So 10 years after your high school graduation you’ve decided to go to college, get some additional training and maybe an associate’s degree, all to get a better job.
But first you take a placement test and find out that in order to get that associate’s degree you have to pass a college-level algebra class; before you can even take that class, however, you have to take a remedial “pre-algebra” class - the most fundamental remedial class Northwestern Michigan College offers.
So there you are, burning up Pell Grant money, time and effort on a remedial class that will only get you to the next step toward taking an actual college-level algebra class.
And what you don’t know is that just 4 percent of students who start at the pre-algebra remedial level eventually pass college-level algebra. Long odds, indeed.
Statistics show that where a student starts in his or her effort to get a degree matters - a lot. The further behind - at the pre-algebra level, for example - the less likely he or she is to graduate.
That’s all old news at NMC. For more than 40 years the college has been working to help individuals make it. Now, there’s a long list of programs aimed at helping students succeed. They include:
n A new 15-hour math “boot camp” that helps students place higher on math placement tests.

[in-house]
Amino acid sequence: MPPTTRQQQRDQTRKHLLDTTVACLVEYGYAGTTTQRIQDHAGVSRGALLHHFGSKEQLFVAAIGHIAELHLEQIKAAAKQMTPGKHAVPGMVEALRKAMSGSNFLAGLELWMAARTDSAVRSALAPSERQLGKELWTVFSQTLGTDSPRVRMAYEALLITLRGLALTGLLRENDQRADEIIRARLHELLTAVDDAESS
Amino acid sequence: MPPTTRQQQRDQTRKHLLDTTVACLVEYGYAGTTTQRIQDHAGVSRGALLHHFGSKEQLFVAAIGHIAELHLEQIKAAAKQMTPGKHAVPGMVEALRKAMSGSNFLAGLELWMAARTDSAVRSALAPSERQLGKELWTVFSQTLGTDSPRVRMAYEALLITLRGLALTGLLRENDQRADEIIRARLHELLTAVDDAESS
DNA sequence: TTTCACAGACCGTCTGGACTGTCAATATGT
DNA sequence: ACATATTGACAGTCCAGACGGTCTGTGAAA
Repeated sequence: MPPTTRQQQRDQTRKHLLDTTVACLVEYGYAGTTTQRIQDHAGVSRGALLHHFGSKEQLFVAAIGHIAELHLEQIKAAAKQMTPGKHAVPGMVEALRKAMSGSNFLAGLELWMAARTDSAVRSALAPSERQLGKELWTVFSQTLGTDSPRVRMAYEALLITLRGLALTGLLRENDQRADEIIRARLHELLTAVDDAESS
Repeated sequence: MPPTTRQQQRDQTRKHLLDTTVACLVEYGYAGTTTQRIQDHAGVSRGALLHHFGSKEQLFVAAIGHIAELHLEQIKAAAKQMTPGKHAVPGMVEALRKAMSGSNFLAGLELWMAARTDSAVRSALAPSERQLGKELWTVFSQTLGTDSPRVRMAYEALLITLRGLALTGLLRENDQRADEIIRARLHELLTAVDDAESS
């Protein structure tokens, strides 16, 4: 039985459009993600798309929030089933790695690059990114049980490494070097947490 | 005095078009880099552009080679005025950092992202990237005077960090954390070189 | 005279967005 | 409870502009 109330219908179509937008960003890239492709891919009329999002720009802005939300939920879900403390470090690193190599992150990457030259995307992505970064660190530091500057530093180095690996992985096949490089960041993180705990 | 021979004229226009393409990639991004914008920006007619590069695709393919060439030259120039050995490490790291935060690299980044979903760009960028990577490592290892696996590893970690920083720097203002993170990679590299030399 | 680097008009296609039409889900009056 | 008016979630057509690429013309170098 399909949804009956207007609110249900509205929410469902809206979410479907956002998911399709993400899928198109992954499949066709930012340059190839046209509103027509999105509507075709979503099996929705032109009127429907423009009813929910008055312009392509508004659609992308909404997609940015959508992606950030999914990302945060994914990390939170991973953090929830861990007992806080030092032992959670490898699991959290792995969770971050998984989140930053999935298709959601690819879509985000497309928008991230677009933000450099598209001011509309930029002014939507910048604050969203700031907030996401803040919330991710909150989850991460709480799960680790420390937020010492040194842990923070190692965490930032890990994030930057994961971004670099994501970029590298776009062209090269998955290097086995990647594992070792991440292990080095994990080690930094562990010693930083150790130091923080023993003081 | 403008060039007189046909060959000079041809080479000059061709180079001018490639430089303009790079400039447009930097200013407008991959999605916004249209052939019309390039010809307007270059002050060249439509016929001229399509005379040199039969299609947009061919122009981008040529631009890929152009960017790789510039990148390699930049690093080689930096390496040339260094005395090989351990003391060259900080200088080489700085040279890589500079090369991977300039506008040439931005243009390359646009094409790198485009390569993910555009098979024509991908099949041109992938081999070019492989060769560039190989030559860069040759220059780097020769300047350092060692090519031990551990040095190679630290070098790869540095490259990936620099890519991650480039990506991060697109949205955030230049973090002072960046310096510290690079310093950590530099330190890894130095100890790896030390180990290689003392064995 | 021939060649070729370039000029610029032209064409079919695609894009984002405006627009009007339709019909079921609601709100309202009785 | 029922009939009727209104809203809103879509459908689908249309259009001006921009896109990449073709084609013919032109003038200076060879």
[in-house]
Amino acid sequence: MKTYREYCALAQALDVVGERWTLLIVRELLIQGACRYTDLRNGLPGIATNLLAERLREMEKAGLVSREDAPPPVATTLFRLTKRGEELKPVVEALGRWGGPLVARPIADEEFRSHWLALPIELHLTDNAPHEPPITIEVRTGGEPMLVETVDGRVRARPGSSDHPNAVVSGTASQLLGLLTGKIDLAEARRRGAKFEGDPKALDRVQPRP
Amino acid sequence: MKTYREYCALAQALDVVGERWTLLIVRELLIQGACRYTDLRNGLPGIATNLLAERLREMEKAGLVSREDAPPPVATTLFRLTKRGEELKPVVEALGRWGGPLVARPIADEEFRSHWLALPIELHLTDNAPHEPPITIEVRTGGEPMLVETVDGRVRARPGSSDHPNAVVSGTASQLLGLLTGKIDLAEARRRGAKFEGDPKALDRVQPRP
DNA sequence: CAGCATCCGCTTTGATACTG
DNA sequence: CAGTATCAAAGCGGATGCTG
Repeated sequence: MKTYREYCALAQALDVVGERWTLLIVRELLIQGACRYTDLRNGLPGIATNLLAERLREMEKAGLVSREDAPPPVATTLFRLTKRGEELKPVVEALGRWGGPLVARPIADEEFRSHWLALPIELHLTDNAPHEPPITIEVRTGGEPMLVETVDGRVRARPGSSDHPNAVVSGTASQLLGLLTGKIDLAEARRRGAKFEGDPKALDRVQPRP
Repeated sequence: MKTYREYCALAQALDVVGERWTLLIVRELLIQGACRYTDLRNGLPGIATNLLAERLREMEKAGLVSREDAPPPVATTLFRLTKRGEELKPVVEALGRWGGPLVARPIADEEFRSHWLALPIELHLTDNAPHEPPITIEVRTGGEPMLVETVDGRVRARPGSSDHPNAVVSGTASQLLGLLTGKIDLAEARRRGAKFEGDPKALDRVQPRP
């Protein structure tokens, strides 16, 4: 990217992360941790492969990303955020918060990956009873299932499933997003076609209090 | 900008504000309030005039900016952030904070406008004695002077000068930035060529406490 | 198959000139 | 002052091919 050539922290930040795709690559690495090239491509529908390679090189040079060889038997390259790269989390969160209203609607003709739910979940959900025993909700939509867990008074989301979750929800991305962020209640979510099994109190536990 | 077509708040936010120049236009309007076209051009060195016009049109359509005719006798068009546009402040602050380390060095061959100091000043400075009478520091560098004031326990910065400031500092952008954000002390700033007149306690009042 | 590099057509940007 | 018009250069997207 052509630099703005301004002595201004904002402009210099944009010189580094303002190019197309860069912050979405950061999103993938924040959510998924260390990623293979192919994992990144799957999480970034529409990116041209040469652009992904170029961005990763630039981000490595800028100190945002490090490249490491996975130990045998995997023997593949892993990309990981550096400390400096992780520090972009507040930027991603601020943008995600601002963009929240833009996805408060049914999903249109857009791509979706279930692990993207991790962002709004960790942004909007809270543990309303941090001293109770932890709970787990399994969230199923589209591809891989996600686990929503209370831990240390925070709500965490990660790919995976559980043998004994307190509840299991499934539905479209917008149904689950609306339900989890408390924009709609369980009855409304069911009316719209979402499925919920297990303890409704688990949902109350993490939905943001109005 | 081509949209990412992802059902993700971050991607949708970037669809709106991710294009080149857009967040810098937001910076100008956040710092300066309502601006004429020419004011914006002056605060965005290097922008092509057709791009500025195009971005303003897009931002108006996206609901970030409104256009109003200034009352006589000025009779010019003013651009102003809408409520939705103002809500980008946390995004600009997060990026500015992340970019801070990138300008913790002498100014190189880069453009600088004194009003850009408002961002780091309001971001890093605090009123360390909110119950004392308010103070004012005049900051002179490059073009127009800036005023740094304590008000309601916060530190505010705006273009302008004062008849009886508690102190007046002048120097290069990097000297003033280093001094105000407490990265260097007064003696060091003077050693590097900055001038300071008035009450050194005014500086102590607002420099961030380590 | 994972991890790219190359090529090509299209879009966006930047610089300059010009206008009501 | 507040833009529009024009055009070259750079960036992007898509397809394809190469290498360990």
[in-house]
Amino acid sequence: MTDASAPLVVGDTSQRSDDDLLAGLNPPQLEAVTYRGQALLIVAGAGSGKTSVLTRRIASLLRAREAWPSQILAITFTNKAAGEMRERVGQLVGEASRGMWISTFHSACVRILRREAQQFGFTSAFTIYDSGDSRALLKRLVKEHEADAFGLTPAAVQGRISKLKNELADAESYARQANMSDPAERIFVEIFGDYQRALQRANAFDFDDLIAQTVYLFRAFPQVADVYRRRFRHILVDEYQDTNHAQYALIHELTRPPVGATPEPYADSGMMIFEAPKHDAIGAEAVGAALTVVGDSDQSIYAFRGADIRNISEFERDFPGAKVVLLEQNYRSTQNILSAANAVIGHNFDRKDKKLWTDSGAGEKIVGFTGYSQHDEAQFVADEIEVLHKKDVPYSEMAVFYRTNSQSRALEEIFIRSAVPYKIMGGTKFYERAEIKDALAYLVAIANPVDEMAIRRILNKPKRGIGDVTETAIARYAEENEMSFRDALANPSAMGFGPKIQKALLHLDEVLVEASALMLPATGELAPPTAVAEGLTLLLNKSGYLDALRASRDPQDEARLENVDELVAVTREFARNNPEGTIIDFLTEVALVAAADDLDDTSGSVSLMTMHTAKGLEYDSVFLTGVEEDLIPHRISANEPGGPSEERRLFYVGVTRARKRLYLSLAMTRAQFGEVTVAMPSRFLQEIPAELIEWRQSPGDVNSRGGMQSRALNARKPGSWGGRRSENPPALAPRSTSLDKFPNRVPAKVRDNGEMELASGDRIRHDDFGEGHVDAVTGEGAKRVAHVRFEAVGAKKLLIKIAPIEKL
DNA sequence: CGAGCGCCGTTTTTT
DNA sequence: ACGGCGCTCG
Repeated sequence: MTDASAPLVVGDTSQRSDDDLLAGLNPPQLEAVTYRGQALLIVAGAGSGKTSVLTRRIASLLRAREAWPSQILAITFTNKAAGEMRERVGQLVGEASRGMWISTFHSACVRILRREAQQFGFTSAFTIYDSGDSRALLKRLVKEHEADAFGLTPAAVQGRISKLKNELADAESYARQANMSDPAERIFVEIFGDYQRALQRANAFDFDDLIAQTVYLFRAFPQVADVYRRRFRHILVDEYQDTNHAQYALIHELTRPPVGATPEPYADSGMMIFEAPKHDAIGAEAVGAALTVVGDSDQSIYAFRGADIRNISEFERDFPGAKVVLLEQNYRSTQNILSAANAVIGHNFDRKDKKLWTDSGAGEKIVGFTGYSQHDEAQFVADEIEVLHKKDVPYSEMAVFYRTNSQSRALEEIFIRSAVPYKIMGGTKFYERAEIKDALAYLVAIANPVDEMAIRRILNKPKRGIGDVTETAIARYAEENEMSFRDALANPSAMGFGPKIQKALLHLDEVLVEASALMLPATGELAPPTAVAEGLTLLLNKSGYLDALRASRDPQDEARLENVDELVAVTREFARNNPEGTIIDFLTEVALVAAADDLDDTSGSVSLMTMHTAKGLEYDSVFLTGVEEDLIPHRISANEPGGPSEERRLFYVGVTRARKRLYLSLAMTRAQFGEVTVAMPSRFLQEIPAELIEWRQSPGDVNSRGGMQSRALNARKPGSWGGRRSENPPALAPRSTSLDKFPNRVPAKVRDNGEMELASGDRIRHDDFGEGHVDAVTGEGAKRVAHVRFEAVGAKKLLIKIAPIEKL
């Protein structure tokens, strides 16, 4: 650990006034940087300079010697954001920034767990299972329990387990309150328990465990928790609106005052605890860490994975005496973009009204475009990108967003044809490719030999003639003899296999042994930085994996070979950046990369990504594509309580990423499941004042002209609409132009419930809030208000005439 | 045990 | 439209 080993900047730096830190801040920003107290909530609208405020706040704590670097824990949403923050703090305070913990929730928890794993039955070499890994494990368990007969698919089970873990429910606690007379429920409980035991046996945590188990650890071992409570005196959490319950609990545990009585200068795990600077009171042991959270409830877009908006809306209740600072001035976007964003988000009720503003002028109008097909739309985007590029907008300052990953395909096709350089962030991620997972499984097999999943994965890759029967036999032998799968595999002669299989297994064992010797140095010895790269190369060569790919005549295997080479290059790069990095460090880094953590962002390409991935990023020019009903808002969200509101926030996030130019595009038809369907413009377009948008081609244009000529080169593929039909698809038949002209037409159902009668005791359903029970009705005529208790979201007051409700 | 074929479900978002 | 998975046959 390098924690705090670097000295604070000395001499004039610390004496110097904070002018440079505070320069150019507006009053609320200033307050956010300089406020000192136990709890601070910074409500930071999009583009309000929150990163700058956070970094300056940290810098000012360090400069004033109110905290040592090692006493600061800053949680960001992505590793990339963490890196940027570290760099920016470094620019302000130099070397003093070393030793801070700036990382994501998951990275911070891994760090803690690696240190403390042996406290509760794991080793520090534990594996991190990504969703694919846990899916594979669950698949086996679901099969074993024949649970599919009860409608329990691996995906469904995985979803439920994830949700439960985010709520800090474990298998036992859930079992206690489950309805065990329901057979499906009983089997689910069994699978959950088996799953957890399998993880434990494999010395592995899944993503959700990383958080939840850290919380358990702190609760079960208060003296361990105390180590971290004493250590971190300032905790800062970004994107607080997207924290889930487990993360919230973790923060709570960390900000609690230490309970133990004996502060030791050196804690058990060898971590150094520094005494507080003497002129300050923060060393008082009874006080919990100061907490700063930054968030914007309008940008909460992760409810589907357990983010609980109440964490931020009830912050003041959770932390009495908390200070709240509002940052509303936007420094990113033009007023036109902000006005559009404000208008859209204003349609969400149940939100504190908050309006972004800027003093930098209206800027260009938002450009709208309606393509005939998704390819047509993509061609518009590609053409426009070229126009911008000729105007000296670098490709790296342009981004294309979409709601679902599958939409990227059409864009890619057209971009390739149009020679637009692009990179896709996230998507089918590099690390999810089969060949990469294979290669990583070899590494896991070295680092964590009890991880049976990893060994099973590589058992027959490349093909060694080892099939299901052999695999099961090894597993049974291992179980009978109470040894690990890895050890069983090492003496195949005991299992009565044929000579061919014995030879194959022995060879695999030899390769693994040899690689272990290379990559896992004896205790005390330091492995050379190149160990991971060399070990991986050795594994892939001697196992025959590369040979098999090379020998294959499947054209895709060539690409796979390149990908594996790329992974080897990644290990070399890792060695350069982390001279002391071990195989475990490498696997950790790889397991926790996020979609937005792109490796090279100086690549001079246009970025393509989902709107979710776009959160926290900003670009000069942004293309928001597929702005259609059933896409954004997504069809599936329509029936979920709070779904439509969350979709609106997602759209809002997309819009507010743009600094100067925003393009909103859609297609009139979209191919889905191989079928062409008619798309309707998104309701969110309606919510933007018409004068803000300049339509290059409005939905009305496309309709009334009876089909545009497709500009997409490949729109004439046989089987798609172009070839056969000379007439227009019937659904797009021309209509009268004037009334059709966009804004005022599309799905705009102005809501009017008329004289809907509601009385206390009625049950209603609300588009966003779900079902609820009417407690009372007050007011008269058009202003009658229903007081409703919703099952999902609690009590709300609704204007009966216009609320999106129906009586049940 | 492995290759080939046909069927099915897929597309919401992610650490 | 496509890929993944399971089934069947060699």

n A computer program called PLATO that helps prepare students for placement tests and supports course work.
n New math software that helps pace material to what students can handle.
n Developmental math classes as an option to standard courses and English composition. They offer two hours of supplemental instruction time each week.
n A program to screen students for visual and hearing problems.
n Keeping class sizes small for developmental math and English.
n Traverse City and Suttons Bay high schools teachers meeting with NMC instructors to ensure students are learning what they need to know for college.
n A Student Success Center, a Math Center, a Reading and Writing Center and a Tutoring Center to provide students with computer access and one-one support.
It’s making a difference. NMC says the student success rate from 2009 to 2012 - which the college defines as earning a 2.0 grade in the class or higher - increased from 60 percent to 64 percent in developmental math, and 71 percent to 72 percent in developmental English.
Those aren’t huge numbers, but they represent people who are succeeding. Stephen Siciliano, NMC’s vice president for educational services, said the college owes students a chance, however difficult.